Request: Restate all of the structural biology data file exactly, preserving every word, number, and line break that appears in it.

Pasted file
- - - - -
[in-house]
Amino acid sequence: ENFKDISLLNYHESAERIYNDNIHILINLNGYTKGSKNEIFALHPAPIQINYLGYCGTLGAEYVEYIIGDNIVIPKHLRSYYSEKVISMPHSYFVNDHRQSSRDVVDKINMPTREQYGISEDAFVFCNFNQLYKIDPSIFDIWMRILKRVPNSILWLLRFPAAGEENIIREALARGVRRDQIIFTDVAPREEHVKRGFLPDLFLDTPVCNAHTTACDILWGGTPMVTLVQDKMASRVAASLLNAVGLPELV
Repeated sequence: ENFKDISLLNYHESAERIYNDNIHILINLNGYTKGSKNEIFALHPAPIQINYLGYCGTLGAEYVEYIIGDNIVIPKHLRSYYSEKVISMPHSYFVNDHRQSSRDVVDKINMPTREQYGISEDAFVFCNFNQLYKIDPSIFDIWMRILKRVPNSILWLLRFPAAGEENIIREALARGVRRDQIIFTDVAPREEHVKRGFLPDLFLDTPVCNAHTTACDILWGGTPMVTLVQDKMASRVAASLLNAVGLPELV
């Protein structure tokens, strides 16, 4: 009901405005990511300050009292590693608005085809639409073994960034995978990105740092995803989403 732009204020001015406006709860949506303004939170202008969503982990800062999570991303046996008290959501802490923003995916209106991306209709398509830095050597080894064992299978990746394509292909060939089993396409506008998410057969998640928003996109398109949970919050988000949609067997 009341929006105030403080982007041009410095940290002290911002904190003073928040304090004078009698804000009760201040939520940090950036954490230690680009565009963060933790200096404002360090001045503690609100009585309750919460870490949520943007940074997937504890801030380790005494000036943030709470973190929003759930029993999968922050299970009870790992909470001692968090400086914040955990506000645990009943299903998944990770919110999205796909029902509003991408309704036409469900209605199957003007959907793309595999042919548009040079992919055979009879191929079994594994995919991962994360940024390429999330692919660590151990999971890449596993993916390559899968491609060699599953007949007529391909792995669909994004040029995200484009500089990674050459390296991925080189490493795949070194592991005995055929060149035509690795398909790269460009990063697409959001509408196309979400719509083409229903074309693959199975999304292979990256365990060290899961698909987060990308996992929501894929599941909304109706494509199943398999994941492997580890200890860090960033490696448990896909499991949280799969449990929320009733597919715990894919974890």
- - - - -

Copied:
[in-house]
Amino acid sequence: ENFKDISLLNYHESAERIYNDNIHILINLNGYTKGSKNEIFALHPAPIQINYLGYCGTLGAEYVEYIIGDNIVIPKHLRSYYSEKVISMPHSYFVNDHRQSSRDVVDKINMPTREQYGISEDAFVFCNFNQLYKIDPSIFDIWMRILKRVPNSILWLLRFPAAGEENIIREALARGVRRDQIIFTDVAPREEHVKRGFLPDLFLDTPVCNAHTTACDILWGGTPMVTLVQDKMASRVAASLLNAVGLPELV
Repeated sequence: ENFKDISLLNYHESAERIYNDNIHILINLNGYTKGSKNEIFALHPAPIQINYLGYCGTLGAEYVEYIIGDNIVIPKHLRSYYSEKVISMPHSYFVNDHRQSSRDVVDKINMPTREQYGISEDAFVFCNFNQLYKIDPSIFDIWMRILKRVPNSILWLLRFPAAGEENIIREALARGVRRDQIIFTDVAPREEHVKRGFLPDLFLDTPVCNAHTTACDILWGGTPMVTLVQDKMASRVAASLLNAVGLPELV
């Protein structure tokens, strides 16, 4: 009901405005990511300050009292590693608005085809639409073994960034995978990105740092995803989403 732009204020001015406006709860949506303004939170202008969503982990800062999570991303046996008290959501802490923003995916209106991306209709398509830095050597080894064992299978990746394509292909060939089993396409506008998410057969998640928003996109398109949970919050988000949609067997 009341929006105030403080982007041009410095940290002290911002904190003073928040304090004078009698804000009760201040939520940090950036954490230690680009565009963060933790200096404002360090001045503690609100009585309750919460870490949520943007940074997937504890801030380790005494000036943030709470973190929003759930029993999968922050299970009870790992909470001692968090400086914040955990506000645990009943299903998944990770919110999205796909029902509003991408309704036409469900209605199957003007959907793309595999042919548009040079992919055979009879191929079994594994995919991962994360940024390429999330692919660590151990999971890449596993993916390559899968491609060699599953007949007529391909792995669909994004040029995200484009500089990674050459390296991925080189490493795949070194592991005995055929060149035509690795398909790269460009990063697409959001509408196309979400719509083409229903074309693959199975999304292979990256365990060290899961698909987060990308996992929501894929599941909304109706494509199943398999994941492997580890200890860090960033490696448990896909499991949280799969449990929320009733597919715990894919974890």